• PGA Philadelphia Section Hall of Fame •

William Buxton "Bill" Kittleman
Class of 1997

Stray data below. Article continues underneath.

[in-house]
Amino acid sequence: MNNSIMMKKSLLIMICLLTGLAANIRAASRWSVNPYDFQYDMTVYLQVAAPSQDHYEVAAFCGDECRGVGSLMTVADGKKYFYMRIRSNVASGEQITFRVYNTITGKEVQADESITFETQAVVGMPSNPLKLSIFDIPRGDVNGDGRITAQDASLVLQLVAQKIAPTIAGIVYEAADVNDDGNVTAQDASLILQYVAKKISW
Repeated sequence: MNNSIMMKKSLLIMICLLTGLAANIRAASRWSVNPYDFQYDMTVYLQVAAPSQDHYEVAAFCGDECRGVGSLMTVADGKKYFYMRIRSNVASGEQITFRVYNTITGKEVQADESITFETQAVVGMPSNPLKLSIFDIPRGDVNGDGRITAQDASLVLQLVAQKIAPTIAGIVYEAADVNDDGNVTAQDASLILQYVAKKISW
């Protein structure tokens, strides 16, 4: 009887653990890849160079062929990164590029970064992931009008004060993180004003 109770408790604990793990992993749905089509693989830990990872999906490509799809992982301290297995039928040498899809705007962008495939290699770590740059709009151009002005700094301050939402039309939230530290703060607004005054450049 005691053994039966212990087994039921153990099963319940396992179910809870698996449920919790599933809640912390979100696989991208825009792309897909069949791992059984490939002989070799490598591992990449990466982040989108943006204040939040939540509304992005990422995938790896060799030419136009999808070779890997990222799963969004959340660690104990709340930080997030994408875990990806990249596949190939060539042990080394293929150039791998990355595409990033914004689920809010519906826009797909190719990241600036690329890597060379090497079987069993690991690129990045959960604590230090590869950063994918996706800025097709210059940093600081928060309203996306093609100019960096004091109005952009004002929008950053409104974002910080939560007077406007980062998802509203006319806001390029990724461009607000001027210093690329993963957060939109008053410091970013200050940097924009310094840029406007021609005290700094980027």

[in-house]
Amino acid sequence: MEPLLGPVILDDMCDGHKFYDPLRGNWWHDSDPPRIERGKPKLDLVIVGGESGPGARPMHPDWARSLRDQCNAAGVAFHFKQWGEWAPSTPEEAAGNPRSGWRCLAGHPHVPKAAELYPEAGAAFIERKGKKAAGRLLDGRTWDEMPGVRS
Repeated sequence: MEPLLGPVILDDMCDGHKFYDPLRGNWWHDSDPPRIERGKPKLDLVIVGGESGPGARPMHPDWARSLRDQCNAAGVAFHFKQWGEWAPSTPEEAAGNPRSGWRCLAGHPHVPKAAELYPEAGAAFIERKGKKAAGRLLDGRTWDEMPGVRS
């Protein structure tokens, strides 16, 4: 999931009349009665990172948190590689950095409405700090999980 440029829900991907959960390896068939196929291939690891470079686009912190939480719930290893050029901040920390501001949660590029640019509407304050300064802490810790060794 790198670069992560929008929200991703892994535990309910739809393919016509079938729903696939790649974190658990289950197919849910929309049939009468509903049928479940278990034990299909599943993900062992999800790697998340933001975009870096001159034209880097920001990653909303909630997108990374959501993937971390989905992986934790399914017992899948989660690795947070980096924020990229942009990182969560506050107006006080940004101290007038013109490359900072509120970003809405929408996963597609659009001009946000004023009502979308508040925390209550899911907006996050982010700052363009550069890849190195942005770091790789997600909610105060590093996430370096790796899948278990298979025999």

Bill Kittleman was born in Greenville, Mississippi in 1932. Some Greenville men along with Kittleman’s father Charles, who won the Mississippi state amateur championship four times, had designed and constructed a nine-hole golf course in Greenville. Bill and his three older brothers learned to play golf on that course at the Greenville Country Club. Kittleman attended Andover Prep and then Yale University where he studied architecture, graduating in 1954. In his senior year at Yale he was studying in Yale’s Graduate School of Architecture. After serving two years in the U.S. Navy he turned pro in 1956, working in Greenville, Pensacola and Detroit. He arrived in the Philadelphia Section in 1963 as the playing assistant at the Merion Golf Club. He was an assistant at Merion for seven years and during that time he finished second in the 1967 Section Championship and third in the 1964 Pennsylvania Open. In 1967 he was a member of the first Schmidt’s Challenge Cup Team. During that time Kittleman played the winter PGA Tour each year beginning in the southeast in November, then out to the west coast in January, finishing up on the east coast in March and then back to Merion in April. This was his graduate school in golf as he studied both the players and the golf courses. In 1970 he became Merion Golf Club’s head professional. At Merion he hosted the 1971 and 1981 U.S. Opens along with the 1989 U.S. Amateur. Kittleman was one of the first professionals to see the opportunity to sell merchandise at a major tournament like the U.S. Open. He had merchandise embroidered or embossed with U.S. Open and Merion Golf Club, which he sold from tented locations on the golf course during the seven days of tournament week. As the 1981 U.S. Open had concluded and the television commentators were making their closing remarks Dave Marr looked down from the broadcast booth and said “I think the host professional may have made more money this week than most of the contestants”. Kittleman used his artistic talents to design a new Merion club logo, which incorporated the wicker flagsticks and the Scottish Broom grass that was an integral part of many of Merion’s bunkers. In 1968 Kittleman became a member of the Section’s tournament committee. The next year he co-authored an all-encompassing book on the Section’s tournament regulations. The book was copied by several other PGA Sections and was still being used by the Philadelphia Section many years later. He later served as the tournament chairman for three years and first vice president of the Section for two years (1973-1974). In 1974 he also handled the duties of secretary for the Section as well as the tournament chairmanship. The three years that he was the tournament chairman he put together a Section Championship Program book that helped to enhance the tournament purse through its sale of advertising. In 1977 he designed a Philadelphia Section logo, which featured a Quaker golfer and the Liberty Bell. While the professional at Merion Kittleman did consulting work concerning renovation work on the golf course for more than a dozen clubs located in the Philadelphia Section. In 1996 Kittleman found an opportunity to use his college training when he retired from Merion and began working for golf course architect Gil Hanse. With Hanse’s firm he was a design partner who was responsible for course layout and the design of golf course features. He was inducted into the Philadelphia Section PGA Hall of Fame in 1997.

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